“… and by volunteering that information, those patients will have a different relationship with us”, Marcus finished, slowly opened his eyes, took a breath and waited for the same lead-balloon reaction he’d experienced in the conference room two months ago.
But it didn’t come.
Instead, his thoughts had ignited a frenzied discussion. Everyone started to unpick the idea, looking to refine it, to improve it, to adapt it. Only Dave remained silent, sat with his head down, straight-backed, hands on the table, as if caught red-handed.
After a couple of minutes, Dave decided he should speak up. “But compliance won’t like it. and you all know it”.
A pause fell over the discussion, but was met a couple of seconds later with smirks. “Yeah, compliance is important, but it’s not where we start. Let’s worry about that later.” It was an immediate put-down. Marcus struggled to suppress a wry smile.
Turns out that, at Pharmageddon, Dave was the odd one out. “About time,” he thought to himself.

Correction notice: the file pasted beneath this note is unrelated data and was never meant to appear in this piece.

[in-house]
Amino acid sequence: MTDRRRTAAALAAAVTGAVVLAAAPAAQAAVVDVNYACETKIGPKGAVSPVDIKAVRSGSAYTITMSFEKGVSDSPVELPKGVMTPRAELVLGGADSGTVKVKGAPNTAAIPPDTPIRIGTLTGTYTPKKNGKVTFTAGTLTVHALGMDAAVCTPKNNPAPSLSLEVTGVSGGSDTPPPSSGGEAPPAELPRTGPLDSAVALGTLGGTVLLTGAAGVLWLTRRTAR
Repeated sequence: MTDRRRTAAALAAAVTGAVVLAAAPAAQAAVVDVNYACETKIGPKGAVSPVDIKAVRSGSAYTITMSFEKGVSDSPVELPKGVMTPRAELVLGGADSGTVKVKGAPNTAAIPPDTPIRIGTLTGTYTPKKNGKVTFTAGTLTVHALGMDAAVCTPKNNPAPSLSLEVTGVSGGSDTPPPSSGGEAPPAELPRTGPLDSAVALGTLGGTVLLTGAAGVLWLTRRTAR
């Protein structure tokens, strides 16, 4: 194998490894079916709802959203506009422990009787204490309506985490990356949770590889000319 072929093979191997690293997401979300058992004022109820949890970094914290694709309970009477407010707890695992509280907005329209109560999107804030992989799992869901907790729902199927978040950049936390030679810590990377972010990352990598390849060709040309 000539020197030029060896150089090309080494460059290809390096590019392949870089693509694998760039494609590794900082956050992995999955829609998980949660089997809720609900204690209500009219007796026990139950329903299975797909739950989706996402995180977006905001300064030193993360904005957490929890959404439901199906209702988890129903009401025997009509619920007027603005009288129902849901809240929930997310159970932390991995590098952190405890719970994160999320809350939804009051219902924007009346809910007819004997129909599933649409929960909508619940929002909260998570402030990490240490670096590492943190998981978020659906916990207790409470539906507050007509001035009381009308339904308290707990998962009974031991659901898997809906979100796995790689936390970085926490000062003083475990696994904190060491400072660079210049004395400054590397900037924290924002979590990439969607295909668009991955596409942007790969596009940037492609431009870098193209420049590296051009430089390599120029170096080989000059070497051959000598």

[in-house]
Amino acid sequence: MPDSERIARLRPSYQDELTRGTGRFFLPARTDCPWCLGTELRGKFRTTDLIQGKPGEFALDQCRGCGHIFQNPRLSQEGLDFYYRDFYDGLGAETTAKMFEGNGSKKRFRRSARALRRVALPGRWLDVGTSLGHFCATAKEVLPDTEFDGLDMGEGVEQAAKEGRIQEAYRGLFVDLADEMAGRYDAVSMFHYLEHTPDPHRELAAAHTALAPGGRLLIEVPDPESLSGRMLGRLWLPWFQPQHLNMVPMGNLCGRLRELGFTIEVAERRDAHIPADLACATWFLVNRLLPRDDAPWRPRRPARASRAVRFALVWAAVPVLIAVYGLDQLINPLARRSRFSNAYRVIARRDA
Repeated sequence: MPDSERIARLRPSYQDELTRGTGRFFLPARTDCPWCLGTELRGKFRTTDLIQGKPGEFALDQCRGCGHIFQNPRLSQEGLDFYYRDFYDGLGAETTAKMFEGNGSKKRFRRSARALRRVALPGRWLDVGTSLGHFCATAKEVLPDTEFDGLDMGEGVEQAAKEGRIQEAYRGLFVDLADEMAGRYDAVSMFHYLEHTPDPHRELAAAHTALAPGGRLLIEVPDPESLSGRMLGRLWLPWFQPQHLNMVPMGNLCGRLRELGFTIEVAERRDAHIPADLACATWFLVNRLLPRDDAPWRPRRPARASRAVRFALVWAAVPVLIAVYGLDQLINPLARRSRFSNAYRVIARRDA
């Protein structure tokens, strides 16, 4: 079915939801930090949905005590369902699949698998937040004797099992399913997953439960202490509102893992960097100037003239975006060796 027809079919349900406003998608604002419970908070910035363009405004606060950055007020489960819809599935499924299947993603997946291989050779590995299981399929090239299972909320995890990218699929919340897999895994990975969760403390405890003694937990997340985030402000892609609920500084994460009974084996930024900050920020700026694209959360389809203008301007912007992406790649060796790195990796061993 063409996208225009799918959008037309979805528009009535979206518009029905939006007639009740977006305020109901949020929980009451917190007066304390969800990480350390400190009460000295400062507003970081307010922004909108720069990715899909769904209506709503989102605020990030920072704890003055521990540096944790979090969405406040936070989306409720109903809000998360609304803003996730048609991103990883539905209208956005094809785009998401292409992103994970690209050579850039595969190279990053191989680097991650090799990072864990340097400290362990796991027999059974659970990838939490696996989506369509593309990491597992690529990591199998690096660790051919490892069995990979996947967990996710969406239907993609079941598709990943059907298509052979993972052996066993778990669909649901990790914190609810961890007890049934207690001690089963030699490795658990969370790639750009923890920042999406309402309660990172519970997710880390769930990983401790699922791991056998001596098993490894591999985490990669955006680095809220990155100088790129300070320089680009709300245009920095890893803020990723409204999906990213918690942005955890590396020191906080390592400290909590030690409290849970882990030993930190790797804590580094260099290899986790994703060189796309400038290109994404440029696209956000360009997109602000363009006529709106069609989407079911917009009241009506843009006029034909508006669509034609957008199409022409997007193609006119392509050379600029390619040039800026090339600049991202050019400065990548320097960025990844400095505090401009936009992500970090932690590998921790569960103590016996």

Sarah had been right all along.
Part 4: A New Dawn
It’s been three months since Pharmageddon. Marcus and Sarah have been working tirelessly on refining their personalised medicine initiative, but the story’s not quite over yet…
Under the hum of fluorescent lights, Marcus scrolled through the pitch document, apprehension knotting his stomach. Sarah, ever the ray of sunshine, had been helping him to see beyond the roadblocks.
Since Pharmageddon, Sarah and Marcus had found renewed vigour. Even Dave was a transformed man, slowly planting the idea around upper management that maybe they’d been too quick to dismiss the original plans.
That afternoon, they were back in the conference room, the air thick with tension. The grey suits once again surrounded the table. This was their make-or-break moment.